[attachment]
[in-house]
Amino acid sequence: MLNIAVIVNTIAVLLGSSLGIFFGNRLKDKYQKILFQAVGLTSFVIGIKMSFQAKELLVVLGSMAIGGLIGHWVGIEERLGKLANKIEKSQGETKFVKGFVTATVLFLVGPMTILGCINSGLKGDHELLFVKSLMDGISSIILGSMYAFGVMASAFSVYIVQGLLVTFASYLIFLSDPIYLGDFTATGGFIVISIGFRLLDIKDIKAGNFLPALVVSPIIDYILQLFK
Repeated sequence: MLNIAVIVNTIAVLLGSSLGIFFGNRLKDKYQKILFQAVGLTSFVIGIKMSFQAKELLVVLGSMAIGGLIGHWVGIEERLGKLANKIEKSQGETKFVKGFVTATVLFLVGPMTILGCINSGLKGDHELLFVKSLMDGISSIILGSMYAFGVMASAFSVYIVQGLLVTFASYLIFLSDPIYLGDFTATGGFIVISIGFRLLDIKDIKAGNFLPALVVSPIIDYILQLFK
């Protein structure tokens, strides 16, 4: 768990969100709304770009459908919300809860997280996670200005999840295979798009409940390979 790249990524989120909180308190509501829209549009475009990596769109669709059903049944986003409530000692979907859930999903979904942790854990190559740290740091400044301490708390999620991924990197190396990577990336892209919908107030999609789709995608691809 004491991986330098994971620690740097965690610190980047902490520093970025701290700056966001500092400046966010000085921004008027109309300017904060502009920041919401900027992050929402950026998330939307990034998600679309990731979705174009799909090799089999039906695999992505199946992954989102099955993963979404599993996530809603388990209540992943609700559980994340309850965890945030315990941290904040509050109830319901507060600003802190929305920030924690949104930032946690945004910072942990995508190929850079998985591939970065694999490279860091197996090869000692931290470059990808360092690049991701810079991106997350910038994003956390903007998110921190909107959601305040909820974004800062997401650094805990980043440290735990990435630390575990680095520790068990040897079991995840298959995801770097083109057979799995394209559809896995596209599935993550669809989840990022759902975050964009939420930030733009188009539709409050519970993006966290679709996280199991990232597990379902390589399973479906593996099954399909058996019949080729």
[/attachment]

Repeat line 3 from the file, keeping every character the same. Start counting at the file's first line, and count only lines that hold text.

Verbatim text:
Repeated sequence: MLNIAVIVNTIAVLLGSSLGIFFGNRLKDKYQKILFQAVGLTSFVIGIKMSFQAKELLVVLGSMAIGGLIGHWVGIEERLGKLANKIEKSQGETKFVKGFVTATVLFLVGPMTILGCINSGLKGDHELLFVKSLMDGISSIILGSMYAFGVMASAFSVYIVQGLLVTFASYLIFLSDPIYLGDFTATGGFIVISIGFRLLDIKDIKAGNFLPALVVSPIIDYILQLFK